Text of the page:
What are the values represented in the poem "If" by Rudyard Kipling?
The values of the poem are old-fashioned, conservative, and even aristocratic. Kipling comes by all these values honestly. Recall that he was born in British India and spent parts of his life in England, America, and South Africa. He was an educated aristocrat who achieved fame and influence in his life. For more about Kipling's family and biography, see the link below. What I have called "aristocratic" values include courage, risk-taking, self-discipline, leadership, the "stiff upper lip," hard work, taking responsibility, and stoicism.
Besides aristocratic values, the poem also has a sub-theme of democratic values. Kipling was a warm-hearted man who loved, not hated, India, unlike our stereotype of the colonial British. What I have called "democratic" values include humility, respect for everyone, not returning evil for evil, and egalitarianism.
Here is a list of values with quotes from the poem:
- courage/fortitude: "If you can force your heart and nerve and sinew ..."
- risk-taking: "If you can make one heap of all your winnings ..."
- self-discipline: All the behaviors described in the poem require self-discipline.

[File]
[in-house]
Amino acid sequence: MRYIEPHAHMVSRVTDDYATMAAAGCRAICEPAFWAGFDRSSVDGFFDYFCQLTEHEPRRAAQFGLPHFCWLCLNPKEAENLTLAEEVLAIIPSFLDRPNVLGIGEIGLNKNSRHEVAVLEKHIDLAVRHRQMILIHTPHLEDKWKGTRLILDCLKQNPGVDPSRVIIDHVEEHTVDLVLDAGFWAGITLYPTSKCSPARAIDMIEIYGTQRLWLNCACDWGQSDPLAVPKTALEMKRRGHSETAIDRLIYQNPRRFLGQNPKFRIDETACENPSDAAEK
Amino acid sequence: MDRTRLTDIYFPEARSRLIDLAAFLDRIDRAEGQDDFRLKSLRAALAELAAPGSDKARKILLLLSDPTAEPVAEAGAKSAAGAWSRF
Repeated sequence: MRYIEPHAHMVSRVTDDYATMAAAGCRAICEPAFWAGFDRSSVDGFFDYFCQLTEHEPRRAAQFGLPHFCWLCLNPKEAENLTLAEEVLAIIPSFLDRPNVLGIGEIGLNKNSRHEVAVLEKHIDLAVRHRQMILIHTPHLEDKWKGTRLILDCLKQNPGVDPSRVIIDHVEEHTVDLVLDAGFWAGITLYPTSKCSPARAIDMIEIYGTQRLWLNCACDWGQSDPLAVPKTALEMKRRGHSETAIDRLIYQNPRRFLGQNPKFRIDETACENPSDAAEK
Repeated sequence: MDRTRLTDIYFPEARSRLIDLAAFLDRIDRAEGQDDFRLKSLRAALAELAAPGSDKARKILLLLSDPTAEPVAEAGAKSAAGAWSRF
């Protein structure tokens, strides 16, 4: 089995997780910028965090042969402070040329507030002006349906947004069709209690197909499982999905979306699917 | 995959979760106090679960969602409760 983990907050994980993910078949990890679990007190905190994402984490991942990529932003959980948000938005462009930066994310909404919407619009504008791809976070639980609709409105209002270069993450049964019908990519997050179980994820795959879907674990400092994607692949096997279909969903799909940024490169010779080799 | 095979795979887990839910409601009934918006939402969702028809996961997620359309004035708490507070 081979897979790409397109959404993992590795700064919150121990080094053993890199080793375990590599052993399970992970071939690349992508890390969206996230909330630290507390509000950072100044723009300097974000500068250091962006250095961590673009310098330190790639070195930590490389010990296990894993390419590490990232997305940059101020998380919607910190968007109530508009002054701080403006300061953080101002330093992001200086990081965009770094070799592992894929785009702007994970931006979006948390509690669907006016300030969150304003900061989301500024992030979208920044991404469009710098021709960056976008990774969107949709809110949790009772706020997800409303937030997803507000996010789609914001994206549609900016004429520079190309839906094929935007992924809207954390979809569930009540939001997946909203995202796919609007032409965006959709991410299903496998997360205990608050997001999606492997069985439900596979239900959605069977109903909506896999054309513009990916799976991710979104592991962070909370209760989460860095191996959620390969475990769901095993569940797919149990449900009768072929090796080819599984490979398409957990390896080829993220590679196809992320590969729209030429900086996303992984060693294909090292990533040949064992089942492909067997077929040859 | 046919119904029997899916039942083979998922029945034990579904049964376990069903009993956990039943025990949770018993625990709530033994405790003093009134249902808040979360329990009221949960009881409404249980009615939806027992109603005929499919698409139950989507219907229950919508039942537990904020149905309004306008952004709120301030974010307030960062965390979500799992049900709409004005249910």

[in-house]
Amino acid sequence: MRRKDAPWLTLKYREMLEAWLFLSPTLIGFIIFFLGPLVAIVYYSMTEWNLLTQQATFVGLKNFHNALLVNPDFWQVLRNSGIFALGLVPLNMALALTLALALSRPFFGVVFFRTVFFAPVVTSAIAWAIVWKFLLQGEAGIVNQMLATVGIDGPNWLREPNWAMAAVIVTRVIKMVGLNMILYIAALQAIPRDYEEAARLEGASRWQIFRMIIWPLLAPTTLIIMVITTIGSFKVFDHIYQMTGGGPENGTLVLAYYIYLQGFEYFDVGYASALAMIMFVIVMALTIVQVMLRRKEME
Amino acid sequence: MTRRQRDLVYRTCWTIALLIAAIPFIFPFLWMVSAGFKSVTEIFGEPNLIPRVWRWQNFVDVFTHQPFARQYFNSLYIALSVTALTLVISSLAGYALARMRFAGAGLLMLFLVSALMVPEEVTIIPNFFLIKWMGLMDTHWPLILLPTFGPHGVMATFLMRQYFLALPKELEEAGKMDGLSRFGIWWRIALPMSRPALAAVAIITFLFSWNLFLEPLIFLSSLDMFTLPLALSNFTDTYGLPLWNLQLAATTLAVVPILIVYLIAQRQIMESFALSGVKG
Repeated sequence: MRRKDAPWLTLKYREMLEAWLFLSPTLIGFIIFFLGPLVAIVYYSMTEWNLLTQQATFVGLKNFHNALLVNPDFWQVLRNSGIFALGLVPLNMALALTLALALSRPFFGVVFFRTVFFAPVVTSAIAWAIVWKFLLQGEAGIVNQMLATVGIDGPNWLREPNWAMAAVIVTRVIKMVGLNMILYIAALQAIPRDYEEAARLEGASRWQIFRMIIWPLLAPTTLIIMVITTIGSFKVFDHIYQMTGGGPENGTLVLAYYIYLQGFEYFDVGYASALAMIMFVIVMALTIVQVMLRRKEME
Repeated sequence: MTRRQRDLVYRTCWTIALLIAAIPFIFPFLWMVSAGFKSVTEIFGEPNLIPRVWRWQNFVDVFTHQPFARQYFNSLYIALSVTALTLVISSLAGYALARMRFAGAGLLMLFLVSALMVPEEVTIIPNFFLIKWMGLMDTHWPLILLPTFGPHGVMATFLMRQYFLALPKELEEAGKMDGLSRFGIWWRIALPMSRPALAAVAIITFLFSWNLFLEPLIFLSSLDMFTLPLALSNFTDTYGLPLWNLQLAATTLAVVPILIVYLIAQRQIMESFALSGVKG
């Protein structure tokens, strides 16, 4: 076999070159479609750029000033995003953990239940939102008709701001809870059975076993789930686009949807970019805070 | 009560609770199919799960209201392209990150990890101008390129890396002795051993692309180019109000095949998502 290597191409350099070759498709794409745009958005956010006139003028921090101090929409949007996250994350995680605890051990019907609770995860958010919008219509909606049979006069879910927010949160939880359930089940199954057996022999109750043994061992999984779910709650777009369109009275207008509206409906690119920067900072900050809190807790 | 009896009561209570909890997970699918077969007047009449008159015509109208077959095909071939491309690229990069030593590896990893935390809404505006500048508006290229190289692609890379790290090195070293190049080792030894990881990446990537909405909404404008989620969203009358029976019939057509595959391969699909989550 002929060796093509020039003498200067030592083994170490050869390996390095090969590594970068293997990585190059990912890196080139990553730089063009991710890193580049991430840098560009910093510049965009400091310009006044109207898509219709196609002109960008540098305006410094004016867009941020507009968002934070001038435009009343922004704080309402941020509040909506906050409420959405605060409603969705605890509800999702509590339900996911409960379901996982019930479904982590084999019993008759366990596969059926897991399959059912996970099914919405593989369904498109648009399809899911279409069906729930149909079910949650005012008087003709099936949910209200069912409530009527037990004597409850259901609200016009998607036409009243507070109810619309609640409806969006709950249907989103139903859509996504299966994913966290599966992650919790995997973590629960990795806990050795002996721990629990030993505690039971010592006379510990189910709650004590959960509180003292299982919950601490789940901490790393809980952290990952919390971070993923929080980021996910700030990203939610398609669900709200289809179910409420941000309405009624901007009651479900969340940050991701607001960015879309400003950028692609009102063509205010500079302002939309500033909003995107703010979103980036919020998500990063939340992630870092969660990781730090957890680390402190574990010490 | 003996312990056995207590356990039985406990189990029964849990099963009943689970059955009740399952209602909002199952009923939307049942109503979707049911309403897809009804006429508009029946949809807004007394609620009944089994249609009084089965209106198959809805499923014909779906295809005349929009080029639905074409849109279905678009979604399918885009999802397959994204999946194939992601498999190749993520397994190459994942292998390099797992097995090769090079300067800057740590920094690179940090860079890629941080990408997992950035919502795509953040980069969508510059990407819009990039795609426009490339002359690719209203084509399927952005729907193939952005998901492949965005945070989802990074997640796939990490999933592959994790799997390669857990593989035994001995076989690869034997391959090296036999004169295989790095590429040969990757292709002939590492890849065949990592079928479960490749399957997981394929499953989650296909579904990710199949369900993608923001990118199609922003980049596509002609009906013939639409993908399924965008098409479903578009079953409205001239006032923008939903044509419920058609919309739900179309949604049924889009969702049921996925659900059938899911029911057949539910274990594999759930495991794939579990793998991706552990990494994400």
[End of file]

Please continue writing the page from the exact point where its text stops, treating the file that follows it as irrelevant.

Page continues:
- leadership: "If you can keep your head ..." and "If you can bear to hear the truth you've spoken ..." both describe situations usually encountered by leaders. There is also "talk with crowds ... walk with Kings" which seem to assume a person with some power and influence.
- the "stiff upper lip": "And never breathe a word about your loss." This value is less about having no feelings than about not displaying your feelings publicly nor complaining about your losses and hardships. Contrast it with stoicism, below, which is not quite the same thing.
- hard work: "If you can fill the unforgiving minute ..."
taking responsibility : "If you can...
(The entire section contains 592 words.)
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